Back to school: Teaching the next generation of cost-conscious physicians
Education - 17.10 Kb
Reimbursement cuts, radiology benefits management, accountable care organizations—the list of strategies to control soaring U.S. healthcare costs is long and growing. But perhaps to truly control costs, healthcare needs to revisit where physicians' careers begin: medical school.

That’s the point made by three professors at the Mayo Clinic in Rochester, Minn., in an article they wrote for Academic Medicine in response to that journal’s 2011 Question of the Year.

The question asked what improvements in medical education will lead to better health for individuals and populations, and for Frederic W. Hafferty, PhD; Michael Brennan, MD; and Wojciech Pawlina, MD, the answer was to teach medical students to consider the burden of treatments they provide from a financial perspective.

“I don’t see any reason why students and physicians should not, in principle, have a realistic understanding of what financial burden is being generated for both patients and society as a whole,” said Hafferty in an interview.

Their article provides numerous suggestions for completely restructuring medical school to train more financially prudent providers.

“We propose, therefore, a training process organized not around disciplines, organ systems, diseases or clinical problems, but around cost,” wrote the authors.

Changes would start right at admissions. All medical school applicants, the authors asserted, should be required to show proficiencies in economics and healthcare economics, in particular, in addition to organic chemistry, physiology and other assorted scientific disciplines studied by premed undergraduates. Potential students also would have to document community service experience in clinic business offices or other sites where they can see how medical charges are processed.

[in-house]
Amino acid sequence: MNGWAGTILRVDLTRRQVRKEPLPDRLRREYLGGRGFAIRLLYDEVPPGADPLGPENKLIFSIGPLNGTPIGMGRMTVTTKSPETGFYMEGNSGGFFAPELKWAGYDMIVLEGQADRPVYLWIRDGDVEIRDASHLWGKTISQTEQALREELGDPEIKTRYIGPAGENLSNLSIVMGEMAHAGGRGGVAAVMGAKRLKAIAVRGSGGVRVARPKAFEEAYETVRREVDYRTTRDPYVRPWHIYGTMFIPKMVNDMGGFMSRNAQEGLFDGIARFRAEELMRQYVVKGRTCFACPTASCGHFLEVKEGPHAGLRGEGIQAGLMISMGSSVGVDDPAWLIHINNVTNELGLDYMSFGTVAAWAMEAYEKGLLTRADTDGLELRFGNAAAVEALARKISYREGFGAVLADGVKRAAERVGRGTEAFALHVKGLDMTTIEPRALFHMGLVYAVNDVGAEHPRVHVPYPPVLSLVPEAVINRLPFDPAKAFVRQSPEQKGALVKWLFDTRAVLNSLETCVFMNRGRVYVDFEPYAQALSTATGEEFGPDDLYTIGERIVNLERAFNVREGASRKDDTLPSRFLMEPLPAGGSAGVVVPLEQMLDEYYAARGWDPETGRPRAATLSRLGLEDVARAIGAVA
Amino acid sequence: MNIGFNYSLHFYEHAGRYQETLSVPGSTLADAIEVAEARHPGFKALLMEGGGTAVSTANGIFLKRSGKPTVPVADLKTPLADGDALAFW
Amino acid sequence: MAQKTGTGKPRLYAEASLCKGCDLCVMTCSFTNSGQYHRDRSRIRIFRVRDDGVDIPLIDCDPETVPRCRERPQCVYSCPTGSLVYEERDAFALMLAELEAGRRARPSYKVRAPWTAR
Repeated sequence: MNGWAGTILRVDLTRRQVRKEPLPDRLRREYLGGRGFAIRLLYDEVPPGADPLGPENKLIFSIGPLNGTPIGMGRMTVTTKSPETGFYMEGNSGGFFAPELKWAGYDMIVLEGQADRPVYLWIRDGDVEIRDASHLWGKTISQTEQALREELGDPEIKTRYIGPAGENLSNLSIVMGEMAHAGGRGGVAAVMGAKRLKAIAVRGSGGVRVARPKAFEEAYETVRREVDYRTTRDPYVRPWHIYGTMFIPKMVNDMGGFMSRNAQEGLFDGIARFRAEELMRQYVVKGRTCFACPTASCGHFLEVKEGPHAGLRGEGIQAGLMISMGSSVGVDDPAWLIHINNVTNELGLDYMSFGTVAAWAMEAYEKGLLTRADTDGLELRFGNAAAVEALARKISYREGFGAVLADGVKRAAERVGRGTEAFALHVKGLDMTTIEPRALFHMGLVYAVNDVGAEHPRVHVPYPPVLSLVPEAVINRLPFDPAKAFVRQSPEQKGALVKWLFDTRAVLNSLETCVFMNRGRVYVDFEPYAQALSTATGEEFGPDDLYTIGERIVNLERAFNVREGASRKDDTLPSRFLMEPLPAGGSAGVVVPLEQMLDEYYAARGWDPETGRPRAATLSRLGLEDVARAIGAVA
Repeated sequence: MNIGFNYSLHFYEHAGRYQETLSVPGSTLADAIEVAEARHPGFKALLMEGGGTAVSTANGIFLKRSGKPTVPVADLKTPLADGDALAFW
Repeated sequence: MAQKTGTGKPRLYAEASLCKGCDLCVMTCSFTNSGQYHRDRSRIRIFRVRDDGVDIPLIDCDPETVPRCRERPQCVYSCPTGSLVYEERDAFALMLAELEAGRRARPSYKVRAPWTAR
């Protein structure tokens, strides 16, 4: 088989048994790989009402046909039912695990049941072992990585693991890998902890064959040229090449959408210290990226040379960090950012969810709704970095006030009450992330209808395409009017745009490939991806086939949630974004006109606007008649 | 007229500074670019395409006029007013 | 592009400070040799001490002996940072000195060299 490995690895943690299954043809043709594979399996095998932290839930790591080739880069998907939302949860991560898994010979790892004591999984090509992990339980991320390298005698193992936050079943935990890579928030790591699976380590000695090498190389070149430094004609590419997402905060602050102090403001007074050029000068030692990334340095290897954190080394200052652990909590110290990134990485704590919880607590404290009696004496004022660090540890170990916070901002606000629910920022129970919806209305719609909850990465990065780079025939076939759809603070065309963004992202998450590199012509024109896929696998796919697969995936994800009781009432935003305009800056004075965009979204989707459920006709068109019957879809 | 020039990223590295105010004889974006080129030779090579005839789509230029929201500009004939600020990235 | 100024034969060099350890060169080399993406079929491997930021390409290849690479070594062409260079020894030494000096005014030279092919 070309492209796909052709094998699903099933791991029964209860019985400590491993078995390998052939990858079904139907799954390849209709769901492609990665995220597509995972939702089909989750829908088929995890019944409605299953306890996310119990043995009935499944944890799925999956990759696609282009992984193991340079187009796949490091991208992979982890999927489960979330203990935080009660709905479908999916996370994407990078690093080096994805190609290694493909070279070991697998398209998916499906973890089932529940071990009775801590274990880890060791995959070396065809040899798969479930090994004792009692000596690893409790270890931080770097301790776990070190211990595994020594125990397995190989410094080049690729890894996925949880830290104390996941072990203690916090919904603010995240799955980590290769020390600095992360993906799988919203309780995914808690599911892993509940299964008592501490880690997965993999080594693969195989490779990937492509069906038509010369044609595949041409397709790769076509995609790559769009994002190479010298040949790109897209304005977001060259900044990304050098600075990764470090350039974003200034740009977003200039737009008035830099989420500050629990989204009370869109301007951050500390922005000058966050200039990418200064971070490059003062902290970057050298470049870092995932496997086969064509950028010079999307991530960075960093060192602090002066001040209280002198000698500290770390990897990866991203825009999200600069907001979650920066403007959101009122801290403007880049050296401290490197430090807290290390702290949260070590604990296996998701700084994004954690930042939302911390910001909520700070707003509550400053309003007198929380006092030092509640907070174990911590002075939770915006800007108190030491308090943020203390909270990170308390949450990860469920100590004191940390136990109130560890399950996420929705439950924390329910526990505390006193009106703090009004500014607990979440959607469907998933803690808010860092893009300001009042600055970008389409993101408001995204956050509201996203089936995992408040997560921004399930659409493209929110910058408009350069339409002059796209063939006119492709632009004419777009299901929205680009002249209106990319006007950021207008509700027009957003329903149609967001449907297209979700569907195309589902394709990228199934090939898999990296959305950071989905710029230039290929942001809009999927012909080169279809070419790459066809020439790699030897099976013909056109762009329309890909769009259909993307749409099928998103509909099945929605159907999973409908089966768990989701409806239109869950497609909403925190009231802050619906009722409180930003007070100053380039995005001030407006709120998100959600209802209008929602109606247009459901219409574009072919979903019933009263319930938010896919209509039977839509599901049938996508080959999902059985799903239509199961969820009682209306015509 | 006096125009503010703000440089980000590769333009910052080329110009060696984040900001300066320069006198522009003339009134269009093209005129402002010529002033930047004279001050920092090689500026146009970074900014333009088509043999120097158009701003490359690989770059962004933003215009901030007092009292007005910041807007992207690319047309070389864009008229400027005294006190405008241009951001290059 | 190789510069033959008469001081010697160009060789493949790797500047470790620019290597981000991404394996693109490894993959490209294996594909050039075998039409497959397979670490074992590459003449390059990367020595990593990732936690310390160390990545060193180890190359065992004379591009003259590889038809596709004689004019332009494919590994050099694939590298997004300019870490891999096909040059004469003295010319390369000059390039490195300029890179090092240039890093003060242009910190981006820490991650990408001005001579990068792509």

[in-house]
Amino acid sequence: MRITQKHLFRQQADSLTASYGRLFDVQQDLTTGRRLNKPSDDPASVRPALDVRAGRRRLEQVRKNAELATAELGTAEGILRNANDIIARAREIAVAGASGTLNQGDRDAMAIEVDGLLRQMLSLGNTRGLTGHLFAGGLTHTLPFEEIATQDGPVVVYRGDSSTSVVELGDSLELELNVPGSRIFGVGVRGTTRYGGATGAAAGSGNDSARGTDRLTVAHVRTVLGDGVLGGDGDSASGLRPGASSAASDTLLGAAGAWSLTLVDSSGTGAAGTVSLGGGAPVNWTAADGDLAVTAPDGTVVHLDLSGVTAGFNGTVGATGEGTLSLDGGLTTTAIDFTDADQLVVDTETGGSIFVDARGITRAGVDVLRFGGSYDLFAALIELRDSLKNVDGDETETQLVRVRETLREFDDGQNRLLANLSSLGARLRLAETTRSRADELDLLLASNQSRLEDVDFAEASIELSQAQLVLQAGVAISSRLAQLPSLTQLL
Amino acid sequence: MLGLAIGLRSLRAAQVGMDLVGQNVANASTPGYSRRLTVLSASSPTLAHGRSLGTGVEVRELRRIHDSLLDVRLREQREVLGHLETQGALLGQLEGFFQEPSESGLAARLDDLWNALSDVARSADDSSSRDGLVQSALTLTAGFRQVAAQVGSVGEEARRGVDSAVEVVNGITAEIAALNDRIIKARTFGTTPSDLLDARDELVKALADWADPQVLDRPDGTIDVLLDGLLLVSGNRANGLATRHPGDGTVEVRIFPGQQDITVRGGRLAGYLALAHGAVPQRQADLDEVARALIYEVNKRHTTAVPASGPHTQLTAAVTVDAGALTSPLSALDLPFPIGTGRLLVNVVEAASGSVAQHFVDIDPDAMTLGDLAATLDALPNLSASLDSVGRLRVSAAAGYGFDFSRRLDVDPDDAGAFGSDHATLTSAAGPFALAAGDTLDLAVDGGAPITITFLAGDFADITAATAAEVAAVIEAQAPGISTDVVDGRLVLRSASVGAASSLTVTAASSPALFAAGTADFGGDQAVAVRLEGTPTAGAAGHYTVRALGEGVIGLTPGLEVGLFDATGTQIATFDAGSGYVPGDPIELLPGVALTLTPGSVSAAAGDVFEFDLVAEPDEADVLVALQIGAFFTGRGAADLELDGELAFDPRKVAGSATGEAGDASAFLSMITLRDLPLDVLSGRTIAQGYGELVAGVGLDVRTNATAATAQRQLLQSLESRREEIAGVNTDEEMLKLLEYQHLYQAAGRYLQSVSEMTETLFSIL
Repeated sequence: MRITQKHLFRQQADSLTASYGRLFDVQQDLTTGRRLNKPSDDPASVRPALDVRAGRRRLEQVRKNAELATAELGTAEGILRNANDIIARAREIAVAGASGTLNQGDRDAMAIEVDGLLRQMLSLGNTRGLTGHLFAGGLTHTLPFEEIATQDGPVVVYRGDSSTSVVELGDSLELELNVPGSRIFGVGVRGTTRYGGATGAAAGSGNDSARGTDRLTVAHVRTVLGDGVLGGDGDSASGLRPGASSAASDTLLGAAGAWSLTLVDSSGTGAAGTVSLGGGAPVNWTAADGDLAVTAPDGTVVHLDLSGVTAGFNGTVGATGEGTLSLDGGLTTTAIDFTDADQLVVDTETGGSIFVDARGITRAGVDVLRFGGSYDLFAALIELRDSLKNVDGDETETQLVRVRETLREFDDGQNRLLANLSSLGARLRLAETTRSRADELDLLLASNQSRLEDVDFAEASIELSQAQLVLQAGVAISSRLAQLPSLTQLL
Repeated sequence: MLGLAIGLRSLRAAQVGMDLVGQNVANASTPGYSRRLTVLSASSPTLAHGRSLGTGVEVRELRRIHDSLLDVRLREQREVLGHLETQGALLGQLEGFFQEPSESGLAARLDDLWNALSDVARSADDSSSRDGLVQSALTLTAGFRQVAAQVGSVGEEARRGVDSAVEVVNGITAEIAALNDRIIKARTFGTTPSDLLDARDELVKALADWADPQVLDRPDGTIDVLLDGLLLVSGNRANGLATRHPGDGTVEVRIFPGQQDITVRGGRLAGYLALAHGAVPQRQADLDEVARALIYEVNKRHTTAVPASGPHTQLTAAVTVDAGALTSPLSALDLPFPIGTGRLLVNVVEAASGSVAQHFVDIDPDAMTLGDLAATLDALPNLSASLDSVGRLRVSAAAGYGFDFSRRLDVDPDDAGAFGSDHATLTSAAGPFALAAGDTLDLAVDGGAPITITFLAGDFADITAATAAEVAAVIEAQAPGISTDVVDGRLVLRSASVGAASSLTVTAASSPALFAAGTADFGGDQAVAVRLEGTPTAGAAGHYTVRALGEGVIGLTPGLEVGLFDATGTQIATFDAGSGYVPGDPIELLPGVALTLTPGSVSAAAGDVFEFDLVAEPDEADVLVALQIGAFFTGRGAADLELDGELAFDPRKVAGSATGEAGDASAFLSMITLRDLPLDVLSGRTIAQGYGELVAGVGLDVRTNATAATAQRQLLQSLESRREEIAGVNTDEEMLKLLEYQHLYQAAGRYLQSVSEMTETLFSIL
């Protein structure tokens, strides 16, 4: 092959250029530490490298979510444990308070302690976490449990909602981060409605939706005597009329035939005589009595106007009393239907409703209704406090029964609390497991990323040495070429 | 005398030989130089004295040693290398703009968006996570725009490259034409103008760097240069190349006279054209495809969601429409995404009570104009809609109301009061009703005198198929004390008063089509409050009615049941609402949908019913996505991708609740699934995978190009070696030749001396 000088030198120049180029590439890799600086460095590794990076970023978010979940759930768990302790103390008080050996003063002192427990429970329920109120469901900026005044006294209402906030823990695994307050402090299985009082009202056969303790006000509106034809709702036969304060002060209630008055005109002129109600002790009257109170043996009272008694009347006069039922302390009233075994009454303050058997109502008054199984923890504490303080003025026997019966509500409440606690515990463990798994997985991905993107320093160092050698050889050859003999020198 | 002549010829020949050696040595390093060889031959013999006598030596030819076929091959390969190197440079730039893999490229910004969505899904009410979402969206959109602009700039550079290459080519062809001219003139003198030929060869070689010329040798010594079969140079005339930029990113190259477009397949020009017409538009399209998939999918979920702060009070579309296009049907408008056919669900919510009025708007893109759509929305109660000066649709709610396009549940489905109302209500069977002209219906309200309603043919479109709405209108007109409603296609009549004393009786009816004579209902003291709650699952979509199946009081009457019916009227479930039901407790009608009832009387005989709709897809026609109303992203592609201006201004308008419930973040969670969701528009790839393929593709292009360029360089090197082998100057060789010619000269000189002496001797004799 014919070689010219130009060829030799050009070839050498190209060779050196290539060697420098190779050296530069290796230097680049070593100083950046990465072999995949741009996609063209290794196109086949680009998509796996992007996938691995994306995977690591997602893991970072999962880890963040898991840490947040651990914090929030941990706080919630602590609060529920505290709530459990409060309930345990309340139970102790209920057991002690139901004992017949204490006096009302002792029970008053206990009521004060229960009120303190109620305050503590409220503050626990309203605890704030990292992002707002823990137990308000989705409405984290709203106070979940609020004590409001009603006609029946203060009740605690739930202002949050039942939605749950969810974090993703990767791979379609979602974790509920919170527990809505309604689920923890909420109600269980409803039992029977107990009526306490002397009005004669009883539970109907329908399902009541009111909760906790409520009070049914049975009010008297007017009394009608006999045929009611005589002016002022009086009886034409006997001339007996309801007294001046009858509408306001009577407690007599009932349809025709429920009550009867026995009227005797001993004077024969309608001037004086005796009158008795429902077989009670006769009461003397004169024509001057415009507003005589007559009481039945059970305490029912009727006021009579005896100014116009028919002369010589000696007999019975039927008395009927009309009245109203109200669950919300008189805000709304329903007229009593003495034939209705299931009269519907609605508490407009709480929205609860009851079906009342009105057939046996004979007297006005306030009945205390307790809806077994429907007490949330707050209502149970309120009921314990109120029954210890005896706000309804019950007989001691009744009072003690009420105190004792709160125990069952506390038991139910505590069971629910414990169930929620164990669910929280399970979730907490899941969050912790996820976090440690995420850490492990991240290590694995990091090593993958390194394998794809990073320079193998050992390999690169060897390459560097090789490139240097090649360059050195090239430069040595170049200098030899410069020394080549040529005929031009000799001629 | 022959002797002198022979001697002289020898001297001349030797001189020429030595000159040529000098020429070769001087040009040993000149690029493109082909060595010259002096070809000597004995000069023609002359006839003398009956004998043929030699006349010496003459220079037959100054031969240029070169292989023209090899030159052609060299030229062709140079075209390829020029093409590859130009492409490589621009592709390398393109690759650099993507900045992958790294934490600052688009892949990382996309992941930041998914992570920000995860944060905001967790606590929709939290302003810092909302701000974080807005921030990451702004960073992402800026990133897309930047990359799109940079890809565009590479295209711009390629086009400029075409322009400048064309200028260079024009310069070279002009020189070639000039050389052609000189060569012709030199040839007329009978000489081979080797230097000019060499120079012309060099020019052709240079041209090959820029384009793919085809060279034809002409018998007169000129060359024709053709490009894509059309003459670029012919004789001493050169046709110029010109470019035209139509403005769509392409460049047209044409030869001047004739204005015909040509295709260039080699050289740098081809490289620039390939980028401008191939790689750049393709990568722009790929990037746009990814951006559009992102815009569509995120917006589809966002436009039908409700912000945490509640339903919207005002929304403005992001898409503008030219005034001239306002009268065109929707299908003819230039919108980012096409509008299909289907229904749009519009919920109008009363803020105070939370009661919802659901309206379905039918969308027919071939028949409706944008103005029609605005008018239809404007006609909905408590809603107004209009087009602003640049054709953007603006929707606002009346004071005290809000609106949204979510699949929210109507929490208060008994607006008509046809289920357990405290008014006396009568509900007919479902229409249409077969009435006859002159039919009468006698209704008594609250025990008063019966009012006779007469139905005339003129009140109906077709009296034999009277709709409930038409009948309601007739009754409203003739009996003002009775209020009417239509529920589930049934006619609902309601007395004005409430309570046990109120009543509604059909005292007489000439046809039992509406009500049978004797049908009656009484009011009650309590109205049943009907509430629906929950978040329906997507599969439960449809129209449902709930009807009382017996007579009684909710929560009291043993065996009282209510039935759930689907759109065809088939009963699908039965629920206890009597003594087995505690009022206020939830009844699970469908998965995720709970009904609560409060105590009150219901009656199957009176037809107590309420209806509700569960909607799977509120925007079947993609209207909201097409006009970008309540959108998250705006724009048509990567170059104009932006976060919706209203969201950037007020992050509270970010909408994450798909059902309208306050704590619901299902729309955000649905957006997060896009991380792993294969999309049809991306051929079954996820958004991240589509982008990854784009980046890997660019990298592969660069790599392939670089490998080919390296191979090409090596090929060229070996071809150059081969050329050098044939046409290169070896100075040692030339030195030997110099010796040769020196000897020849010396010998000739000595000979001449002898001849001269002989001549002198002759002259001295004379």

“Admissions requirements and admissions processes are a huge source of implicit messages about what’s important,” said Hafferty. “One should be able to look at what medical schools ask for in terms of application materials and requirements as a statement of those meta-values.”

By pushing back the teaching of “cost-consciousness” or focusing on it exclusively as a topic for continuing medical education, the message is that it’s merely an add-on, something to learn after all the “really important stuff,” said Hafferty. “I think that’s a huge mistake.”

The first two months of medical school would be devoted to the economics of care under the authors’ medical school model. Students would hear from cost experts as well as patients and members of the public who are continuously struggling with their medical bills. As students build competency, they would meet with patients upon discharge to explain all charges.

“There will be no traditional ‘patient care’ contact until students are fully able to decode and explain the highly cryptic billing statements that encumber patients,” wrote the authors.

Once students begin the biomedical side of their training, they would be expected to add cost explanations to explanations of diagnoses and treatment options.

Hafferty said that while courses on healthcare economics are taught at medical schools, there aren’t many emphasizing it, let alone keeping students from seeing patients until they can interpret a bill for them, but the question the authors wanted to raise was, “Why not?”

Having providers control their own costs based on the training they received would seem to be a more palatable option for physicians compared with top-down control from regulatory agencies. However, the authors noted that it's difficult for any occupation to self-regulate when there’s little understanding of the issue, in this case the cost of care.

“The first step to self-regulation would be self-knowledge, but if you’re going turn regulation over to somebody else, then they’re going do it,” said Hafferty. “If you’re going to have a seat at the cost table, you better know what things cost. You can’t just sit there and listen to the proverbial ‘other guy.’”

Paraphrasing former Speaker of the House Tip O’Neill who famously said, “All politics is local,” Hafferty said that in the end, all healthcare is local, too. It’s about the relationship between providers and patients, and any regulation that happens away from that interaction doesn’t bode well for controlling costs.

There are certainly reasons that schools couldn’t expand the amount of cost-consciousness education they provide–there are only so many hours in the curriculum, after all–but Hafferty said that something must be done to start lowering costs. “If we don’t get a handle on this, the only people that are going to be able to afford healthcare are the 1 percent.”